Joseph Soalheira: And that will be useful for when the recovery kicks in.

Anonymous participant: That will be the big challenge, though, because right now we can get people that we could never get before.  People like to work in public service at the moment, but ultimately they will want to go after the dollar again, when the upswing comes. We’re looking at it from a life-skill level. So on the user support desk the challenge is: do you employ really cheap people or do you try to lift up the value chain by employing higher skilled staff? You’ll pay more but you might need less people.

Anonymous participant: Our challenge now is trying to give our middle managers the skill sets they need. What we’re running into is a lack of financial skills and leadership skills in long-term public servants that are in middle management roles.  That’s one of our biggest challenges going forward.

Shaun Brooks: That’s a systemic issue that requires a review of the skills and capabilities required to take the business forward. But, of course, there’s an execution risk around that in terms of knowledge retention. Without generalizing, you also have the challenge of dealing with that middle concrete layer in some circumstances that has built all kinds of self-protection mechanisms to ensure survival.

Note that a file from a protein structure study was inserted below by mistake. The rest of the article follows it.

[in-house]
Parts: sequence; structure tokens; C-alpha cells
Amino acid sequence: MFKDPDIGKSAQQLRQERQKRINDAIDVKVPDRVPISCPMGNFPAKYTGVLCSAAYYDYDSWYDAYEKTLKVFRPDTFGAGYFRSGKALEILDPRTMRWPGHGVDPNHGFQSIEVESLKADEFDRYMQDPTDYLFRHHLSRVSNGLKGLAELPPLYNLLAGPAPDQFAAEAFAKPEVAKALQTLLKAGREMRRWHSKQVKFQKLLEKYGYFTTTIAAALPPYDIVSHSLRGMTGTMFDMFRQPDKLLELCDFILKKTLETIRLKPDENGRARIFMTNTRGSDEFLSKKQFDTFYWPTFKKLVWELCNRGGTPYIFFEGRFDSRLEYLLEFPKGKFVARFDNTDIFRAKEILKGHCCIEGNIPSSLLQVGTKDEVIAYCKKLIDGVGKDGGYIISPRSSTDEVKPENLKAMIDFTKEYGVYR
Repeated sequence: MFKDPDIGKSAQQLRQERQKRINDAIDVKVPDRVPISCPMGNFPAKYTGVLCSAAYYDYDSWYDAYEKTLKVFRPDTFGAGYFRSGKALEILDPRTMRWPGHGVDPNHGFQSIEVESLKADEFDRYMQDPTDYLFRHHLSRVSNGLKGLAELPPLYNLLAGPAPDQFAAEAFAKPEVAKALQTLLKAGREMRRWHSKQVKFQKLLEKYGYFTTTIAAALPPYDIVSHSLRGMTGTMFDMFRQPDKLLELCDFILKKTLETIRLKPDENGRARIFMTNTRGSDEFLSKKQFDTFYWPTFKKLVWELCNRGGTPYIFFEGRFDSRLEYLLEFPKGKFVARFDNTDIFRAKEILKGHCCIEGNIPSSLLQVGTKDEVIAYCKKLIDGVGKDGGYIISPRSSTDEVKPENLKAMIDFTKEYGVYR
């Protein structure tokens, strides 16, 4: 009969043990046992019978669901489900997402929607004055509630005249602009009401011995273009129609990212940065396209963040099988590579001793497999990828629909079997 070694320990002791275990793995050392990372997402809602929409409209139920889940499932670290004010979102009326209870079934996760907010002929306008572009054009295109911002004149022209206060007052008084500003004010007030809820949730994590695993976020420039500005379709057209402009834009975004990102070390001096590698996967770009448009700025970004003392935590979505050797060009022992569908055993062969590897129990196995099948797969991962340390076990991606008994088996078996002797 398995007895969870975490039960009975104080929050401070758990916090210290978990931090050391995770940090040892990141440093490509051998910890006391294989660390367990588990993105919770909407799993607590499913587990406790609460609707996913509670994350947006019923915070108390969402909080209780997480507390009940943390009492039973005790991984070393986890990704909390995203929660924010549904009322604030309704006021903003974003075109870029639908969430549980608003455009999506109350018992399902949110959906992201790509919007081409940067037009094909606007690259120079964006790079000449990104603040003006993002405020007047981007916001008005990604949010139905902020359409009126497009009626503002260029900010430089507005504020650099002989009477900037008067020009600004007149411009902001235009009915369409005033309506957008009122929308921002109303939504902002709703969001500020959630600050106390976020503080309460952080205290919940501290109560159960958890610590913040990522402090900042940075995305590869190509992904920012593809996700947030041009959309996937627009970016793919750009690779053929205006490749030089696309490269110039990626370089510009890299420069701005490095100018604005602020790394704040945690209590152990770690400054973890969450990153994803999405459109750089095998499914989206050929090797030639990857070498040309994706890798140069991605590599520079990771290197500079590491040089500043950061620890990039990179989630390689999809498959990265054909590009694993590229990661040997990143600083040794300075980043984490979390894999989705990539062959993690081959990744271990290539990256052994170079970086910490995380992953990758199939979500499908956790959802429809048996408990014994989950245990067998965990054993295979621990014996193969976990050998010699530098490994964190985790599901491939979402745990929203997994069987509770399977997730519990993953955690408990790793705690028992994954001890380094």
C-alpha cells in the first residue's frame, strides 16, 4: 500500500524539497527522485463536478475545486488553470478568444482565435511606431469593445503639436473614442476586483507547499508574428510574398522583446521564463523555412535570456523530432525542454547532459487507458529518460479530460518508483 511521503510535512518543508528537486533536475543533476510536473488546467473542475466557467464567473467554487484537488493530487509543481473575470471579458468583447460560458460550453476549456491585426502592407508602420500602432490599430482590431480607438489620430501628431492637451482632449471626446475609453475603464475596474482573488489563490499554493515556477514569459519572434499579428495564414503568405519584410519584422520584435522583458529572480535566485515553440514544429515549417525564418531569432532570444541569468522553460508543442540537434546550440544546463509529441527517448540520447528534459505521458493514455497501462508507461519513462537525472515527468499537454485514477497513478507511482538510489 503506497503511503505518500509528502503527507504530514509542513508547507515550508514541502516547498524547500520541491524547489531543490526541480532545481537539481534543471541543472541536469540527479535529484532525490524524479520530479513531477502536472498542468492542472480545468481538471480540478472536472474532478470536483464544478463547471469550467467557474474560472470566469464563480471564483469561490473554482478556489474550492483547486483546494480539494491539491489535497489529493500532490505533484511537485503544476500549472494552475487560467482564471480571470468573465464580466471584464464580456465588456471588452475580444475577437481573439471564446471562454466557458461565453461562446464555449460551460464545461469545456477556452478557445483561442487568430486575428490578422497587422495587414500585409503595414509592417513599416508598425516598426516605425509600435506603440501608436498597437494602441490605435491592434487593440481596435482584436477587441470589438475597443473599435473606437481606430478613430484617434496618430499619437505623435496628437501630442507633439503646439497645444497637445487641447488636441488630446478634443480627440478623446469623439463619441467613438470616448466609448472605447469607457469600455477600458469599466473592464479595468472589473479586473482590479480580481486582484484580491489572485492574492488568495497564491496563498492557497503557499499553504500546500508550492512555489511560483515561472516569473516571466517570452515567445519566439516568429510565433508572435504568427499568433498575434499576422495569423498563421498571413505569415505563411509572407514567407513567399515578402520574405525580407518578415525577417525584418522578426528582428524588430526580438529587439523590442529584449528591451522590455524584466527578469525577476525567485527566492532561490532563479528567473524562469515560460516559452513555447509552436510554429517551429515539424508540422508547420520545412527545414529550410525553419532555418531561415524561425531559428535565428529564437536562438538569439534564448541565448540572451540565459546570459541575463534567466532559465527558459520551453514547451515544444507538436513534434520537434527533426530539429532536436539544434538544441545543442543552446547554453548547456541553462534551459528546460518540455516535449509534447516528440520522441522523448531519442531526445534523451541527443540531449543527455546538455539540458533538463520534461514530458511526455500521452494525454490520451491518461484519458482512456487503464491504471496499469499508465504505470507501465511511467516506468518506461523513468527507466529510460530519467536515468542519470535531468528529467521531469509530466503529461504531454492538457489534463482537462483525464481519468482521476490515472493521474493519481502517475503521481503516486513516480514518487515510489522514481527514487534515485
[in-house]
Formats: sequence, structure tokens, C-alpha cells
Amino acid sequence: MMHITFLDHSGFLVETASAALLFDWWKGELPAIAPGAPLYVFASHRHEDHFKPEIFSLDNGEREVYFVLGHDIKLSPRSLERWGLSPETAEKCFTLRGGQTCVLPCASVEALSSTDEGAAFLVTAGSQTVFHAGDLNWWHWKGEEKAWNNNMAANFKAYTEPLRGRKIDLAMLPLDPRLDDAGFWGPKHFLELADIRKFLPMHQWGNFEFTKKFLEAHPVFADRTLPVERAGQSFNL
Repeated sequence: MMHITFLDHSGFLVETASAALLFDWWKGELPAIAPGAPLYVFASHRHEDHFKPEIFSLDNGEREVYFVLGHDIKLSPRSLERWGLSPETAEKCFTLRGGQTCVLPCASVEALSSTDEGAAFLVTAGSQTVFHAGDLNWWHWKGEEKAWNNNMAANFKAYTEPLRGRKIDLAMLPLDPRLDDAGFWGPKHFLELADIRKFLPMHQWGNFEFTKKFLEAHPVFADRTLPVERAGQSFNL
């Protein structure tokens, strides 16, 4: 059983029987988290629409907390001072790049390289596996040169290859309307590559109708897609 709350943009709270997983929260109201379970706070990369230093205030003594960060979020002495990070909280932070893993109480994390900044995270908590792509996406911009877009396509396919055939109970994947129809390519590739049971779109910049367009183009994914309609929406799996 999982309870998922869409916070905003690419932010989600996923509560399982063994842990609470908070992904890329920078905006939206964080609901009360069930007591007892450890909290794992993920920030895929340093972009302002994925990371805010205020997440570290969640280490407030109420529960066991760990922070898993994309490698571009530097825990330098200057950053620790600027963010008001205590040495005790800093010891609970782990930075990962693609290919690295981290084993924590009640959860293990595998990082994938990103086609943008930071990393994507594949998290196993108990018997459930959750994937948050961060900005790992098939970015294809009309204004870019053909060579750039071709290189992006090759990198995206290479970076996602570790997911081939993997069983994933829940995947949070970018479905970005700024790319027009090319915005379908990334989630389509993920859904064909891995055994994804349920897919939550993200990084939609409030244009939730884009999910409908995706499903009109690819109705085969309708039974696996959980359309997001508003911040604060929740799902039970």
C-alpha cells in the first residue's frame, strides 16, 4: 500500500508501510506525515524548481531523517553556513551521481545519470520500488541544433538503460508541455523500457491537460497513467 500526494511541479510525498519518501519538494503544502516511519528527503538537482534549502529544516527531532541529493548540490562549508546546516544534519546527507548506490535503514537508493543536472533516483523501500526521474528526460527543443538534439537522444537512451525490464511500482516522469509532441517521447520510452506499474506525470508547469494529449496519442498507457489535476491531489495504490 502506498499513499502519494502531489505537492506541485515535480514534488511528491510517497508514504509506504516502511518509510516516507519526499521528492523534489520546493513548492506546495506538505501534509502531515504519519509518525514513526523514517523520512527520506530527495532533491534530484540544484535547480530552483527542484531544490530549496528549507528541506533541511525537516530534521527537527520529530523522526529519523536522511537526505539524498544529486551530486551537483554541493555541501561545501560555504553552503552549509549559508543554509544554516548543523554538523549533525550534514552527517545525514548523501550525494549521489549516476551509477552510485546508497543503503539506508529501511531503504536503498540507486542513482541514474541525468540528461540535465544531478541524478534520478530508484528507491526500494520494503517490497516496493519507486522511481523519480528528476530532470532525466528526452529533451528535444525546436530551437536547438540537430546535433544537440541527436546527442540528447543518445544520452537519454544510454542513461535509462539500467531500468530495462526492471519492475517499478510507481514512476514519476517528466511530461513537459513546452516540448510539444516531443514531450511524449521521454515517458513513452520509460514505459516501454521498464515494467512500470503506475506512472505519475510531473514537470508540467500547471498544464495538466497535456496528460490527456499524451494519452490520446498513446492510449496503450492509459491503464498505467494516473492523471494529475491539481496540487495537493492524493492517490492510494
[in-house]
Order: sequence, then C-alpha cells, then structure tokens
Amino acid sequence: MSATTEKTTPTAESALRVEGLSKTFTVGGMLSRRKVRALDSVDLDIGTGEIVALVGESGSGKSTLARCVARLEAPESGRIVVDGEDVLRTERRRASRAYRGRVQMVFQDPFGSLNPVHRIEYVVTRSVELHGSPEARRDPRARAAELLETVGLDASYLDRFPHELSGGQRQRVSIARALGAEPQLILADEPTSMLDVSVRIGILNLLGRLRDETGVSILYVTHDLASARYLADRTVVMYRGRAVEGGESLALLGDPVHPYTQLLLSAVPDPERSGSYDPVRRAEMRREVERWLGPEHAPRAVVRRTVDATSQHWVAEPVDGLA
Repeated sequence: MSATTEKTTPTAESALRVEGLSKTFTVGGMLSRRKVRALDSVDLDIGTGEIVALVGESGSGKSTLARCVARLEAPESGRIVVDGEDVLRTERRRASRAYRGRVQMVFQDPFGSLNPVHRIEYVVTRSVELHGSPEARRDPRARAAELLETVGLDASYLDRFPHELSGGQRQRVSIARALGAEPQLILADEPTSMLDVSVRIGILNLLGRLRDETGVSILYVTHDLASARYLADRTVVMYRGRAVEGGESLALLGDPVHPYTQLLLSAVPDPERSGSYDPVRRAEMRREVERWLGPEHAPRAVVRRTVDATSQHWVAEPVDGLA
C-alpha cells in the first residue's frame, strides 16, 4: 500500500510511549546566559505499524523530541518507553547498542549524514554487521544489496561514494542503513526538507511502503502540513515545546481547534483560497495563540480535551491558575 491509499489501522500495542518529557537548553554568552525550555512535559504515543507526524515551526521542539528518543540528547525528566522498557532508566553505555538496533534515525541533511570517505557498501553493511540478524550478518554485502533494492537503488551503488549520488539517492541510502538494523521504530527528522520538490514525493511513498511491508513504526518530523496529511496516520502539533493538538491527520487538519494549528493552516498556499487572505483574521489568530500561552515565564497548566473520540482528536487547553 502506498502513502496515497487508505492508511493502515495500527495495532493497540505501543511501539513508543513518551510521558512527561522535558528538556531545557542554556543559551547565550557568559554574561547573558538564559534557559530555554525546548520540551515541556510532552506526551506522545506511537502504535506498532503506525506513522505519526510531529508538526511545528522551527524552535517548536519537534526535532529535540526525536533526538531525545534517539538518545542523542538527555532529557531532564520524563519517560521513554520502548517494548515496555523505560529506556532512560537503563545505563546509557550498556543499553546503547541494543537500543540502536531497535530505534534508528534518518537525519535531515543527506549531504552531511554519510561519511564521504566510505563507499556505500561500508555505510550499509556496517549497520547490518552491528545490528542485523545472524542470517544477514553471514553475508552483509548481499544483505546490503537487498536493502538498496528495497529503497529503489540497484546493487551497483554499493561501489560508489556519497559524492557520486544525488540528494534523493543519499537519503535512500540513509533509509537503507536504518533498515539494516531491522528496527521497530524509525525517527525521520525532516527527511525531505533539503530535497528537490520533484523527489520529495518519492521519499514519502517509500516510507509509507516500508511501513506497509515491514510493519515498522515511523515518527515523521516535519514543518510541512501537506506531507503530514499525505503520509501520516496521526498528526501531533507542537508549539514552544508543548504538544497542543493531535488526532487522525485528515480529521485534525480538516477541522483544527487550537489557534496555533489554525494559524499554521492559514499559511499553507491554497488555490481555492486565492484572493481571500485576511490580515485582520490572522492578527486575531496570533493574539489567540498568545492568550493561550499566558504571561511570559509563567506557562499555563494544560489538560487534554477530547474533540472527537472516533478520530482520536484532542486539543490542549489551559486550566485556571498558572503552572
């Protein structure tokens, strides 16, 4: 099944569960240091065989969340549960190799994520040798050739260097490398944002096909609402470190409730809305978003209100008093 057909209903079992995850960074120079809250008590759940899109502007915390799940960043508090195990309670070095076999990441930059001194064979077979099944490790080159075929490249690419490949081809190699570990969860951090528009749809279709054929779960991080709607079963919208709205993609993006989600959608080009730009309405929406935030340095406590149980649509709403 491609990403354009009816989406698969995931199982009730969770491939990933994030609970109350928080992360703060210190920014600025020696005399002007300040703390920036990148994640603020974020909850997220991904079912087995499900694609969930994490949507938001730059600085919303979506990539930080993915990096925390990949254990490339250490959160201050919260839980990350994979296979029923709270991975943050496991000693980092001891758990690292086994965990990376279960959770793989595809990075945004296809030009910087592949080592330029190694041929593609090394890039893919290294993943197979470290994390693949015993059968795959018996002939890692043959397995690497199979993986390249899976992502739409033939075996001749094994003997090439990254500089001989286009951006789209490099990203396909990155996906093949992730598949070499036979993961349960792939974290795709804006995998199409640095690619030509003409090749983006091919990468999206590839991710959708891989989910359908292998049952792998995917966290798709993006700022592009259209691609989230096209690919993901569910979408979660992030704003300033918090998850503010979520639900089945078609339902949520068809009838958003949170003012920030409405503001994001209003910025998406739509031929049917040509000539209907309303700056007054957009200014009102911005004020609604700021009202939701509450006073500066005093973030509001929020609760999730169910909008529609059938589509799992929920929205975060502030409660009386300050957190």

Joseph Soalheira: The interesting thing is that this crisis makes this concrete layer more obvious particularly in the public sector.

Stephen Dowling:  I think the other issue to be aware of for shared services operations is the pendulum swing from centralization to decentralization.  Financial services is a good example of organization design changes can occur at "light-speed."  In the stroke of a pen you may have a different set of management capabilities and rapidly changing customer base. You need to be able to quickly adapt your service delivery model, as services are now provided to a different group in a different organization structure in a different way.  So you need to be aware of the implications for the structure, to the business, and get ahead of the change to streamline service offerings and manage the impact on end users.

Vipin Suri: So, what we’re hearing is that you should continue doing the same things you are doing, but with some changes: more focus on customers and employees, more business-oriented, and more open to negotiation. The other point was that perhaps we should start looking at things at the other end of the value chain – for opportunities beyond transactional services.